The male leatherback turtles will migrate just offshore a common nesting beach generally before nesting season begins. There they will try and mate with as many females as possible. Also, studies have shown that the males will return to the same nesting beach if they were successful in the previous season.
Mating System: polygynandrous (promiscuous)
Leatherback sea turtles mate in the water, just offshore from the females' desired nesting beach. The female then swims ashore at night to nest and will produce a clutch of usually 50 - 170 eggs. However, a large percentage of those eggs are yolkless and will not develop further. The female will lay her eggs and then cover the nest with sand to discourage predation and moderate the temperature and humidity around the eggs. After the female has completed this process she will returns to the ocean. Male leatherback sea turtles never swim to shore and have no part in the nesting process.
Breeding interval: Leatherback Sea Turtles will lay about 5 to 7 nests per year, renesting every 9 to 10 days. Also, they will return to the same nesting location every 2 to 3 years.
Breeding season: They generally reproduce between the months of April and November.
Range number of offspring: 50 to 70.
Range gestation period: 55 to 75 days.
Average time to independence: immediate (no parental investment past egg-laying) minutes.
Range age at sexual or reproductive maturity (female): 5 to 21 years.
Key Reproductive Features: semelparous ; seasonal breeding ; gonochoric/gonochoristic/dioecious (sexes separate); sexual ; fertilization ; oviparous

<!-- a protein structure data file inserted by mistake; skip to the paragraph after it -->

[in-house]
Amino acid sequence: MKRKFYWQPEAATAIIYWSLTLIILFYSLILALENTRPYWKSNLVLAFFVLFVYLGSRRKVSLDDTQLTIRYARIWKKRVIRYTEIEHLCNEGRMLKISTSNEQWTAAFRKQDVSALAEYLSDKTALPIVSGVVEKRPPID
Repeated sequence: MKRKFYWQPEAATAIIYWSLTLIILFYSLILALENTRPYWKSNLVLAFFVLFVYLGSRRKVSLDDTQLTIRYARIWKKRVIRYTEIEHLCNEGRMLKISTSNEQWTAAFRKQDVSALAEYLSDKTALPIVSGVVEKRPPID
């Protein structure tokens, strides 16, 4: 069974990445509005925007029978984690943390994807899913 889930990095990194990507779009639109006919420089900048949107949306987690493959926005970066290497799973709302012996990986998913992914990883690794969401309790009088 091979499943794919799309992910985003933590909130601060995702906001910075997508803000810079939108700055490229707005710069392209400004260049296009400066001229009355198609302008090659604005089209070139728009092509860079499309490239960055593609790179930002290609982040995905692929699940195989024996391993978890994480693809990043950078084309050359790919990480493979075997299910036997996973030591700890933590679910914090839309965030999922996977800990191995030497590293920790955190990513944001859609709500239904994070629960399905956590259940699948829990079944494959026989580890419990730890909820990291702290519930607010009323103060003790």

Average number of offspring: 105.
The only parental investment that occurs with leatherback sea turtles is when the female lays eggs on the shore and covers her nest after laying the eggs. No subsequent parental care occurs.
Parental Investment: pre-fertilization (Provisioning, Protecting: Female)
- Barbour, R., C. Ernst. 1972. Turtles of the United States. Lexington, Kentucky: University Press of Kentucky.
- Beacham, W., F. Castronova, S. Sessine. 2000. Beacham's Guide to the Endangered Species of North America, volume 1: Mammals, Birds, Reptiles. Detroit: Gale Virtual Reference Library. Accessed August 22, 2007 at http://www.gale.com/eBooks.
- Eckert, S., M. James, R. Myers. 2005. Migratory and reproductive movements of male leatherback turtles. Marine Biology, 147(4): 845.
- Zug, G., J. Parham. 1996. Age and Growth in Leatherback Turtles, Dermochelys coriacea (Testudines: Dermochelyidae): A Skeletochronological Analysis. Chelion Conservation and Biology: Journal of the IUCN/SSC Tortoise and Freshwater Turtle Specialist Group and international bulletin of chelonian research, 2: 244-249.